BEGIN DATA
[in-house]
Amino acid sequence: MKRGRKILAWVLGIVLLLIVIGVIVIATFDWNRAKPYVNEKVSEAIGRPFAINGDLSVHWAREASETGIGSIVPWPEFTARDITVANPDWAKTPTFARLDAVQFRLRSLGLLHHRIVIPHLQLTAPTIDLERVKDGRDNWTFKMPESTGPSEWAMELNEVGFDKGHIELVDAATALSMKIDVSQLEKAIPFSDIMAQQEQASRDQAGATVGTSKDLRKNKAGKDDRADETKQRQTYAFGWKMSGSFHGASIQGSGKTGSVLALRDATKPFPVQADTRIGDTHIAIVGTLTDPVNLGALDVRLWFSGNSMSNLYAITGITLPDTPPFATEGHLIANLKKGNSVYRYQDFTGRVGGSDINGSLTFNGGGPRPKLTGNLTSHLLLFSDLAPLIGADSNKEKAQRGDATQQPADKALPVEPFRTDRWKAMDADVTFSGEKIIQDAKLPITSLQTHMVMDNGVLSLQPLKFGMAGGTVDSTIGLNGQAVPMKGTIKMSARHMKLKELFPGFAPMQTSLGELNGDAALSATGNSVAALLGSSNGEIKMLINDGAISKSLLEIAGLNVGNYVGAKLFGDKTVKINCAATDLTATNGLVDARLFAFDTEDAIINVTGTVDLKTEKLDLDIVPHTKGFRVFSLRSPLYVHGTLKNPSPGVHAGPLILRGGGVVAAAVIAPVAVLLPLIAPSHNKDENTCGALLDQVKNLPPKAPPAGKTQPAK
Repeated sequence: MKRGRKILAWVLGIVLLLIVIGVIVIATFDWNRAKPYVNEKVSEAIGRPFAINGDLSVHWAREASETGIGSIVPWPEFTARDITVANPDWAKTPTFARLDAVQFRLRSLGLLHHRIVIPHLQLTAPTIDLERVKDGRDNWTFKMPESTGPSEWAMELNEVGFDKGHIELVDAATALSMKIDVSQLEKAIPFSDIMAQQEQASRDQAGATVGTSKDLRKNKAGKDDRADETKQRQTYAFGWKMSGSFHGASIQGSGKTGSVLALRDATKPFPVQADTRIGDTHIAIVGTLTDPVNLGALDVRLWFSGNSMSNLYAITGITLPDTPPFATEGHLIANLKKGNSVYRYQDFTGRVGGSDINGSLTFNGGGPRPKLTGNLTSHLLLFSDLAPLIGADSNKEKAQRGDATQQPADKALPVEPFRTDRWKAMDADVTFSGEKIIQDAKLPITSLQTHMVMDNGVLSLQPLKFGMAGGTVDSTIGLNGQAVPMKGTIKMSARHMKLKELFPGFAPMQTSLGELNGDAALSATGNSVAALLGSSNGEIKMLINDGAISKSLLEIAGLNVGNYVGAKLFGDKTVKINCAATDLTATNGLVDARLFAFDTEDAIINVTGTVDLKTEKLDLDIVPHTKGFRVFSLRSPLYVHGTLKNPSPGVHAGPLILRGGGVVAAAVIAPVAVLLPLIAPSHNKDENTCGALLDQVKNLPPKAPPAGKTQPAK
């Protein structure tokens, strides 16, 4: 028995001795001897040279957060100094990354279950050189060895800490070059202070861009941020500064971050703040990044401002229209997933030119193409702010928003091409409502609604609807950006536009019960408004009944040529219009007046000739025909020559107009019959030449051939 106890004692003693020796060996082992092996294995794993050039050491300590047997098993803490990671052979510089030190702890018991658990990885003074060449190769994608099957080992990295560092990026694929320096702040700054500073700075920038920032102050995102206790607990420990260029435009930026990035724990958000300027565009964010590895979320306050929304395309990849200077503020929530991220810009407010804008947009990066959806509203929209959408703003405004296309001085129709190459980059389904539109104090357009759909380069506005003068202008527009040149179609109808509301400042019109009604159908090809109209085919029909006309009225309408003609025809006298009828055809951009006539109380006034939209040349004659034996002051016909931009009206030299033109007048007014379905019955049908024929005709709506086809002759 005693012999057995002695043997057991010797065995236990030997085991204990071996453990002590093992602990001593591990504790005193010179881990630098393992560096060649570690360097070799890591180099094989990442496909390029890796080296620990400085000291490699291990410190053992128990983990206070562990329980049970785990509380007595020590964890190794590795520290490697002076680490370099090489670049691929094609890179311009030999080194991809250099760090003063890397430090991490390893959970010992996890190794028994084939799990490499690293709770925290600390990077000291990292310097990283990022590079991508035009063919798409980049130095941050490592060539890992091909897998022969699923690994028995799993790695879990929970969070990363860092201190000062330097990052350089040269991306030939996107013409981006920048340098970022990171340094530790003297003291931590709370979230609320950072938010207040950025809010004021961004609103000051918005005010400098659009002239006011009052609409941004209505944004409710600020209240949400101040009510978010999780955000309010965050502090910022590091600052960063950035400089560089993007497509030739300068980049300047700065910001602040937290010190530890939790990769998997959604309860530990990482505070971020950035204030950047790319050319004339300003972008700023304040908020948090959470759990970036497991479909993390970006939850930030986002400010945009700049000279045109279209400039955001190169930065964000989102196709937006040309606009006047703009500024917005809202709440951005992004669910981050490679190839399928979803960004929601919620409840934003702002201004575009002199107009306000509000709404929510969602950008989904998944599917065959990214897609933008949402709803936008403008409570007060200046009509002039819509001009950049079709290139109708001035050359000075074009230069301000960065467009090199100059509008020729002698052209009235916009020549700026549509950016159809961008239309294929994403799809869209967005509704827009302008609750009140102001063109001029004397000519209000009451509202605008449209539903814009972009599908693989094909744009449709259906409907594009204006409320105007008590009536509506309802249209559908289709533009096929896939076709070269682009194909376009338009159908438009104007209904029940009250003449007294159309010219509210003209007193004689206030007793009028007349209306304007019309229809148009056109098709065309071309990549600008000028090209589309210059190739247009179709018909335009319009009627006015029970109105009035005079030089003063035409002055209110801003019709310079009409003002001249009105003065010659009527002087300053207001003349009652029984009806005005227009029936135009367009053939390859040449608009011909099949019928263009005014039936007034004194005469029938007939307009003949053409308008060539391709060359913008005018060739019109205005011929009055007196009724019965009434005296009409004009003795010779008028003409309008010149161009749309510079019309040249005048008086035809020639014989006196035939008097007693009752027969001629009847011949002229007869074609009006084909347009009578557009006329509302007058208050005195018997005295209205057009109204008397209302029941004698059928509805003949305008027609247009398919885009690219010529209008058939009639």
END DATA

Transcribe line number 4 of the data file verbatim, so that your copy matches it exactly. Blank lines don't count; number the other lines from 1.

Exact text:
């Protein structure tokens, strides 16, 4: 028995001795001897040279957060100094990354279950050189060895800490070059202070861009941020500064971050703040990044401002229209997933030119193409702010928003091409409502609604609807950006536009019960408004009944040529219009007046000739025909020559107009019959030449051939 106890004692003693020796060996082992092996294995794993050039050491300590047997098993803490990671052979510089030190702890018991658990990885003074060449190769994608099957080992990295560092990026694929320096702040700054500073700075920038920032102050995102206790607990420990260029435009930026990035724990958000300027565009964010590895979320306050929304395309990849200077503020929530991220810009407010804008947009990066959806509203929209959408703003405004296309001085129709190459980059389904539109104090357009759909380069506005003068202008527009040149179609109808509301400042019109009604159908090809109209085919029909006309009225309408003609025809006298009828055809951009006539109380006034939209040349004659034996002051016909931009009206030299033109007048007014379905019955049908024929005709709506086809002759 005693012999057995002695043997057991010797065995236990030997085991204990071996453990002590093992602990001593591990504790005193010179881990630098393992560096060649570690360097070799890591180099094989990442496909390029890796080296620990400085000291490699291990410190053992128990983990206070562990329980049970785990509380007595020590964890190794590795520290490697002076680490370099090489670049691929094609890179311009030999080194991809250099760090003063890397430090991490390893959970010992996890190794028994084939799990490499690293709770925290600390990077000291990292310097990283990022590079991508035009063919798409980049130095941050490592060539890992091909897998022969699923690994028995799993790695879990929970969070990363860092201190000062330097990052350089040269991306030939996107013409981006920048340098970022990171340094530790003297003291931590709370979230609320950072938010207040950025809010004021961004609103000051918005005010400098659009002239006011009052609409941004209505944004409710600020209240949400101040009510978010999780955000309010965050502090910022590091600052960063950035400089560089993007497509030739300068980049300047700065910001602040937290010190530890939790990769998997959604309860530990990482505070971020950035204030950047790319050319004339300003972008700023304040908020948090959470759990970036497991479909993390970006939850930030986002400010945009700049000279045109279209400039955001190169930065964000989102196709937006040309606009006047703009500024917005809202709440951005992004669910981050490679190839399928979803960004929601919620409840934003702002201004575009002199107009306000509000709404929510969602950008989904998944599917065959990214897609933008949402709803936008403008409570007060200046009509002039819509001009950049079709290139109708001035050359000075074009230069301000960065467009090199100059509008020729002698052209009235916009020549700026549509950016159809961008239309294929994403799809869209967005509704827009302008609750009140102001063109001029004397000519209000009451509202605008449209539903814009972009599908693989094909744009449709259906409907594009204006409320105007008590009536509506309802249209559908289709533009096929896939076709070269682009194909376009338009159908438009104007209904029940009250003449007294159309010219509210003209007193004689206030007793009028007349209306304007019309229809148009056109098709065309071309990549600008000028090209589309210059190739247009179709018909335009319009009627006015029970109105009035005079030089003063035409002055209110801003019709310079009409003002001249009105003065010659009527002087300053207001003349009652029984009806005005227009029936135009367009053939390859040449608009011909099949019928263009005014039936007034004194005469029938007939307009003949053409308008060539391709060359913008005018060739019109205005011929009055007196009724019965009434005296009409004009003795010779008028003409309008010149161009749309510079019309040249005048008086035809020639014989006196035939008097007693009752027969001629009847011949002229007869074609009006084909347009009578557009006329509302007058208050005195018997005295209205057009109204008397209302029941004698059928509805003949305008027609247009398919885009690219010529209008058939009639």